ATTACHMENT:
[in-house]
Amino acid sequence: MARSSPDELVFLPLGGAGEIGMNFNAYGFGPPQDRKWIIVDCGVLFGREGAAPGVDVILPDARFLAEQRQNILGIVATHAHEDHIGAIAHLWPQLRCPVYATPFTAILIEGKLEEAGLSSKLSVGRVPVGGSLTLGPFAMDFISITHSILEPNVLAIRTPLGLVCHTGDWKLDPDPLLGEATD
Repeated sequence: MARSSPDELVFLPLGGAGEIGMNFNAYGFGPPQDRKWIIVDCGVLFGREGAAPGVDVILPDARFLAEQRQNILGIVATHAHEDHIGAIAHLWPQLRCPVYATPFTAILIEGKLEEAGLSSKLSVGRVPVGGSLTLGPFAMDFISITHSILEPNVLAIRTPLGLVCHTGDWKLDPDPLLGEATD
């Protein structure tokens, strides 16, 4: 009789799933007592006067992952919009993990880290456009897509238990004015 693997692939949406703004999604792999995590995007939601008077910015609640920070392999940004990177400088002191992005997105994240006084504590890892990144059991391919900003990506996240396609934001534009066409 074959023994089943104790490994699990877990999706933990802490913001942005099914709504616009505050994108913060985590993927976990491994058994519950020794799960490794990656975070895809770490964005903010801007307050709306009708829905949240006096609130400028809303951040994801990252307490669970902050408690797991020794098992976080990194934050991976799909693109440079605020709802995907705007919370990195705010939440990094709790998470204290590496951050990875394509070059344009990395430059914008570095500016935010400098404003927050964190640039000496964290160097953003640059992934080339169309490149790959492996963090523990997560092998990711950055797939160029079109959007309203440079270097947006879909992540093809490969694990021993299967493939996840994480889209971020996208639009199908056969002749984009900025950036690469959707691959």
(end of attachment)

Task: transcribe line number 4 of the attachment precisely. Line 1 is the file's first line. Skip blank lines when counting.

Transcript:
């Protein structure tokens, strides 16, 4: 009789799933007592006067992952919009993990880290456009897509238990004015 693997692939949406703004999604792999995590995007939601008077910015609640920070392999940004990177400088002191992005997105994240006084504590890892990144059991391919900003990506996240396609934001534009066409 074959023994089943104790490994699990877990999706933990802490913001942005099914709504616009505050994108913060985590993927976990491994058994519950020794799960490794990656975070895809770490964005903010801007307050709306009708829905949240006096609130400028809303951040994801990252307490669970902050408690797991020794098992976080990194934050991976799909693109440079605020709802995907705007919370990195705010939440990094709790998470204290590496951050990875394509070059344009990395430059914008570095500016935010400098404003927050964190640039000496964290160097953003640059992934080339169309490149790959492996963090523990997560092998990711950055797939160029079109959007309203440079270097947006879909992540093809490969694990021993299967493939996840994480889209971020996208639009199908056969002749984009900025950036690469959707691959």